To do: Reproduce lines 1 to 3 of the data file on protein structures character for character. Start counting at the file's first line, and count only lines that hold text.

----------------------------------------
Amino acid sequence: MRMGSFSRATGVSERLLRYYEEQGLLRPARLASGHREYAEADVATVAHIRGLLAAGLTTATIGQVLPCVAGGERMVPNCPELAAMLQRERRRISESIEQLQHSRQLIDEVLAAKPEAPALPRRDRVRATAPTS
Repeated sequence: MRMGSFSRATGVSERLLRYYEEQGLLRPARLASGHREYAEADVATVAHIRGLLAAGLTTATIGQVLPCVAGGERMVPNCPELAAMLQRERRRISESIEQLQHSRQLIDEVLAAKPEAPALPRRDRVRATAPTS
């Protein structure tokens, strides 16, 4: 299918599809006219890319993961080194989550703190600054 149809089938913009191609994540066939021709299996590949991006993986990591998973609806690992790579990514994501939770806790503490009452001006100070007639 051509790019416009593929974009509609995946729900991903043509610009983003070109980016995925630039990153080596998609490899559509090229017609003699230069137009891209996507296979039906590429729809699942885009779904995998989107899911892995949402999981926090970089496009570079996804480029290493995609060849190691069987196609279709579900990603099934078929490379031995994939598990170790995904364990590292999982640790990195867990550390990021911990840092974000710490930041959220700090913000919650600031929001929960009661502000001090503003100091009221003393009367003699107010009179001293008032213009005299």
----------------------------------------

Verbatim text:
Amino acid sequence: MRMGSFSRATGVSERLLRYYEEQGLLRPARLASGHREYAEADVATVAHIRGLLAAGLTTATIGQVLPCVAGGERMVPNCPELAAMLQRERRRISESIEQLQHSRQLIDEVLAAKPEAPALPRRDRVRATAPTS
Repeated sequence: MRMGSFSRATGVSERLLRYYEEQGLLRPARLASGHREYAEADVATVAHIRGLLAAGLTTATIGQVLPCVAGGERMVPNCPELAAMLQRERRRISESIEQLQHSRQLIDEVLAAKPEAPALPRRDRVRATAPTS
């Protein structure tokens, strides 16, 4: 299918599809006219890319993961080194989550703190600054 149809089938913009191609994540066939021709299996590949991006993986990591998973609806690992790579990514994501939770806790503490009452001006100070007639 051509790019416009593929974009509609995946729900991903043509610009983003070109980016995925630039990153080596998609490899559509090229017609003699230069137009891209996507296979039906590429729809699942885009779904995998989107899911892995949402999981926090970089496009570079996804480029290493995609060849190691069987196609279709579900990603099934078929490379031995994939598990170790995904364990590292999982640790990195867990550390990021911990840092974000710490930041959220700090913000919650600031929001929960009661502000001090503003100091009221003393009367003699107010009179001293008032213009005299």